Branded content (especially digital) allows brands to create in-depth messages for smaller niche groups without being in conflict with the main brand message, and potentially most importantly — subscribe to a channel, podcast, or email list. There’s also less risk of ad fatigue if the audience feels that the content is made with them in mind.
It’s official: Accenture has opened their own media buying unit, a move heavily criticized by 4A, the advertising industry’s lobby group. It’s the biggest move yet by one of the world’s largest consulting firms into the realm of traditional agency offerings (especially after many technology-based acquisitions they’ve made since 2017).
This puts even further pressure on media agencies similar to the trend of brands shifting programmatic advertising in-house. The challenge is on for agencies to prove their unique offerings in 2018.
It’s easy to see where this pressure is coming from: Among concerns like brand safety, technology now allows brands to have more direct control over campaigns than ever. Getty Images’s recent partnership with SaaS platform Cortex is a good example — Cortex helps brands automatically curate images for content to be published on social channels.
What are agencies to do? Lean into creative differentiation. Last week, Publicis announced their plans to stick with this trend via the new AI platform Marcel. On this platform, employees from every global branch of the agency will be able to pitch work for consideration by a client, allowing the agency’s total creative force to come together. Employees in Singapore can request assistance and be immediately connected with the appropriate team member in Atlanta or anywhere else in the holding company. Meetings and briefs will be more easily shared across the agency.
It’s time for agencies to show why their model has persisted for decades even as technology has changed around them: Creativity and unique capabilities. Crispin Porter + Bogusky are a great example of this in their relationship with Domino’s Pizza, constantly coming up with fun new ideas for ads (including one homage to Ferris Bueller) while increasing sales for 25 straight quarters. They managed to balance the needs of a highly digitally-centered company with fresh creative to propel sales.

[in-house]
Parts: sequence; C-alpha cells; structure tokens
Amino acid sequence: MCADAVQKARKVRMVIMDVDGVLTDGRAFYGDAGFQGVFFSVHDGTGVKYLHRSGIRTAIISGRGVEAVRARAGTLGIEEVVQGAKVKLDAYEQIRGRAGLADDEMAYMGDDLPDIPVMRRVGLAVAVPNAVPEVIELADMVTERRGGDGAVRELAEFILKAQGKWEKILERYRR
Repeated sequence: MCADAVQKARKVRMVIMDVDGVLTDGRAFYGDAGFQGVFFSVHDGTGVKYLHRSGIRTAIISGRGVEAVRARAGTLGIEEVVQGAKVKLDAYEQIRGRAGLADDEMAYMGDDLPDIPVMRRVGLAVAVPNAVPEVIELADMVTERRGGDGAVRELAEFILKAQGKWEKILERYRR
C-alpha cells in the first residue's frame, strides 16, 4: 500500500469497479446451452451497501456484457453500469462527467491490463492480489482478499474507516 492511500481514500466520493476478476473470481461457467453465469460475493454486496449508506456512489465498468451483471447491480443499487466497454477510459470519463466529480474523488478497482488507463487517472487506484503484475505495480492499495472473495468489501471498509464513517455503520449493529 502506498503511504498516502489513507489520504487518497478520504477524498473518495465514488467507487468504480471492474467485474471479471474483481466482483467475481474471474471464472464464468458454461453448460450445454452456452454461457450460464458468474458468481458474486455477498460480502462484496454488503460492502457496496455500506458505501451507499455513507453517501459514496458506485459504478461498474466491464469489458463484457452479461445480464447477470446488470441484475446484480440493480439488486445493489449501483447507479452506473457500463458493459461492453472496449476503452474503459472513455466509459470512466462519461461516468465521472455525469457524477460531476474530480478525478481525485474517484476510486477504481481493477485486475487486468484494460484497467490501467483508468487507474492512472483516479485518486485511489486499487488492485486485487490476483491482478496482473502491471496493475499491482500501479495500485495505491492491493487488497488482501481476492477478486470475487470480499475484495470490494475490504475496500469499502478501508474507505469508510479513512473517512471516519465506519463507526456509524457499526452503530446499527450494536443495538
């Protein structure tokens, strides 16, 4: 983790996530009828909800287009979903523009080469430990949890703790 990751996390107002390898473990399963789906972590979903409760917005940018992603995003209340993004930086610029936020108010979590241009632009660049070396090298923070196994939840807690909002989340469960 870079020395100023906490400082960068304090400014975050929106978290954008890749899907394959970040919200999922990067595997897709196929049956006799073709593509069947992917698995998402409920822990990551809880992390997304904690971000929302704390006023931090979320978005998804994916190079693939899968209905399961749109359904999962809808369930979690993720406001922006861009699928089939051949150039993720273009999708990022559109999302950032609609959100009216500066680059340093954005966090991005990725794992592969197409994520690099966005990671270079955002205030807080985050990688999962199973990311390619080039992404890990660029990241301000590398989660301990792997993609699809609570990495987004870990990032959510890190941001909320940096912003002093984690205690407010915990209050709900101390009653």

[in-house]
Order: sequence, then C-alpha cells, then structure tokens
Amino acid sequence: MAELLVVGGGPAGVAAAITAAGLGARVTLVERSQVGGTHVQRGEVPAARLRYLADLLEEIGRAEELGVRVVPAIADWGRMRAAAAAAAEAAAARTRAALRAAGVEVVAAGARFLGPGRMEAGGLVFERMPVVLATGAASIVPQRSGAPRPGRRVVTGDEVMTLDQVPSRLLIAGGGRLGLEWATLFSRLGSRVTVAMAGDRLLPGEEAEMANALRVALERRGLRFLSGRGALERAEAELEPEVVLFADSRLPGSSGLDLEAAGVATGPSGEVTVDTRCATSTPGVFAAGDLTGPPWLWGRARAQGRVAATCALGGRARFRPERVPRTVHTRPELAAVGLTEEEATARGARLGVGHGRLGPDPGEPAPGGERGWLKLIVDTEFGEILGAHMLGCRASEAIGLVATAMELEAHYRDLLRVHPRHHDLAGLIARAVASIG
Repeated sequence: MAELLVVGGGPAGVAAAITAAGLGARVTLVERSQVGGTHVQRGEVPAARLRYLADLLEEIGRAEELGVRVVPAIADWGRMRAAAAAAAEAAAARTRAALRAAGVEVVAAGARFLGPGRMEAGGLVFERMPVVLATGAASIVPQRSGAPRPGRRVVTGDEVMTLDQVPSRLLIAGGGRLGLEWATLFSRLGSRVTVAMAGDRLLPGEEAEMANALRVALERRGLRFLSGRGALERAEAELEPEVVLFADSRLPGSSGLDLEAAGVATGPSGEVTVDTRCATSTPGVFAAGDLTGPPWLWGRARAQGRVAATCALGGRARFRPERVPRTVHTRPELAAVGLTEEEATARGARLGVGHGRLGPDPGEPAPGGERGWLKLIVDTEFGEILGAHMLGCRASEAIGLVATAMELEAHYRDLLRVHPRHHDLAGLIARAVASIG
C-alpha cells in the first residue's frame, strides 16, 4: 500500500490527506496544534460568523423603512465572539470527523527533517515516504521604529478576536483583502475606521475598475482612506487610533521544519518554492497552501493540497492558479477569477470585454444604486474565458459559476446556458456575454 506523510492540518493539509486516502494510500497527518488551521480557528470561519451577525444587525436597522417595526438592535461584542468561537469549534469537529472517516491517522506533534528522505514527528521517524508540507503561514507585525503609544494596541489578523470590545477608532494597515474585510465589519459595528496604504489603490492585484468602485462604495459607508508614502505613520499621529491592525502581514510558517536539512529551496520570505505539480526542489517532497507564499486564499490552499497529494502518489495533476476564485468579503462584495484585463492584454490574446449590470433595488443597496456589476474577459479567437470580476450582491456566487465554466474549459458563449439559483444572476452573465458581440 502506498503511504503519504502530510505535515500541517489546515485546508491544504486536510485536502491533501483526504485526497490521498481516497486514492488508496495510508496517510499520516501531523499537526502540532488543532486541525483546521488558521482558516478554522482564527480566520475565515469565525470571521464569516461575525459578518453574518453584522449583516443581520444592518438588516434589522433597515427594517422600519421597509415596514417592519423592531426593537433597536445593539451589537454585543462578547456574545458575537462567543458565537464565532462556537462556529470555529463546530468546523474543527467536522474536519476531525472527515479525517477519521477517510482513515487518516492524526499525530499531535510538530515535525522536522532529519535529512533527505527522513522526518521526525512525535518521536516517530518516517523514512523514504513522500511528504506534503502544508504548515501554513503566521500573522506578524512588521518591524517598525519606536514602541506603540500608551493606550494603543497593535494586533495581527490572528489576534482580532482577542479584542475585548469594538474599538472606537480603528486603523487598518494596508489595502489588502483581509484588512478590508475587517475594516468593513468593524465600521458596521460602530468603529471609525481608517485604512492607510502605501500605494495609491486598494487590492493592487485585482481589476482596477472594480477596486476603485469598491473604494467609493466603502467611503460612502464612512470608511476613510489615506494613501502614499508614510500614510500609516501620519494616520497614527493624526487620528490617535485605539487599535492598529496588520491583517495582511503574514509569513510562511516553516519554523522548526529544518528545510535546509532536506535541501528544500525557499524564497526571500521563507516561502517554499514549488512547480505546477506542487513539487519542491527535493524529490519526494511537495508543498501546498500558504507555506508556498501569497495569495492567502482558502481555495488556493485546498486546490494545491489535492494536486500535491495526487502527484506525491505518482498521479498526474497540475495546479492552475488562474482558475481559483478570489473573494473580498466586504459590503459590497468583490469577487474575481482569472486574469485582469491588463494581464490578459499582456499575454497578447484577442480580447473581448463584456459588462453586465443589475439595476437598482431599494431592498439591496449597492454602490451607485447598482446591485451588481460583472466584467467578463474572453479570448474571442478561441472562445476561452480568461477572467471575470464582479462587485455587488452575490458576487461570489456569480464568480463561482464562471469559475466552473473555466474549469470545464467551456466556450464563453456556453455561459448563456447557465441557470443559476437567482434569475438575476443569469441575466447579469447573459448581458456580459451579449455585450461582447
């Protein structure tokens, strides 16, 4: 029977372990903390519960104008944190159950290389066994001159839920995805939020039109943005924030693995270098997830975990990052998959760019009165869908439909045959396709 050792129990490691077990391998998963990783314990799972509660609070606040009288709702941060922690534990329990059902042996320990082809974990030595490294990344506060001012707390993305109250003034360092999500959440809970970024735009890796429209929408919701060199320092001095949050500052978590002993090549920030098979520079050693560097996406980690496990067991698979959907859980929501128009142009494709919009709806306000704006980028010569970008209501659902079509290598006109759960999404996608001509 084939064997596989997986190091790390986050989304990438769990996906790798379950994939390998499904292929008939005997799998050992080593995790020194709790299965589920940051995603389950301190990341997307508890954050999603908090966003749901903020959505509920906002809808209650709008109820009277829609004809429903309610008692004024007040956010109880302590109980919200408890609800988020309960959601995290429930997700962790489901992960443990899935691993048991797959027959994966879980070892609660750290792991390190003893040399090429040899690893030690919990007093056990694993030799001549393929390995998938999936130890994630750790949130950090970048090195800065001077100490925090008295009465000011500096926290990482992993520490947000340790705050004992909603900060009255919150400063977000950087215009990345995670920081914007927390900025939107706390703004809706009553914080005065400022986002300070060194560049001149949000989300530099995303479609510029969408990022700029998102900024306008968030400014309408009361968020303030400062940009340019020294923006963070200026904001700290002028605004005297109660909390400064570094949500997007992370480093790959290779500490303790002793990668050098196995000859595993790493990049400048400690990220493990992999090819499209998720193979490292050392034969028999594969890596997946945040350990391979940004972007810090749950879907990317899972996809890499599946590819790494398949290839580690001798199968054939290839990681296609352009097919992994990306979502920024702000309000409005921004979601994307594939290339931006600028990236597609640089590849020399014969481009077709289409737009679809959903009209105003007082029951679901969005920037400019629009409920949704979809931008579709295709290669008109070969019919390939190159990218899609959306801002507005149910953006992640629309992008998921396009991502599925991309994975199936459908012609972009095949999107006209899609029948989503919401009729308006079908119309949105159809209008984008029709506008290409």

Brands have more power to dictate media buying and other tech-based tasks. It’s up to agencies to use technology to their own benefit.
In the midst of fear around GDPR rule compliance, The Financial Times turned off its ad spending on Facebook. At the same time, publishers like The New York Daily News and the Orlando Sentinel shut down their websites to European usersrather than risk breaking the rules on data collection, and the Washington Post has now launched an ad-free “EU Premium” offering at $90 / year.It makes sense. Anyone who took the time to get in touch with their audience had a lot less to fear from GDPR regulations than everyone else. Close relationships with subscribers, which The Financial Times has been willing to invest in, are proving vital, as those users have already clearly opted in — and are thus far less likely to opt out.
In the short term, GDPR will result in some email lists being culled and a spike in users opting out. But in the medium and long term, good quality content will produce more dedicated customers overall. If someone’s logged into a site or has chosen to subscribe to a newsletter, they’re a more reliable consumer than someone who just sees an ad. Long term, the impact of GDPR is going to be limited for brands that produce great content and are successful and generating subscribers or other forms of opted-in readership or viewership.
Curated and published by Adam Orshan, Brit McGinnis, Janelle Elfar, and Matt Levin in New York City.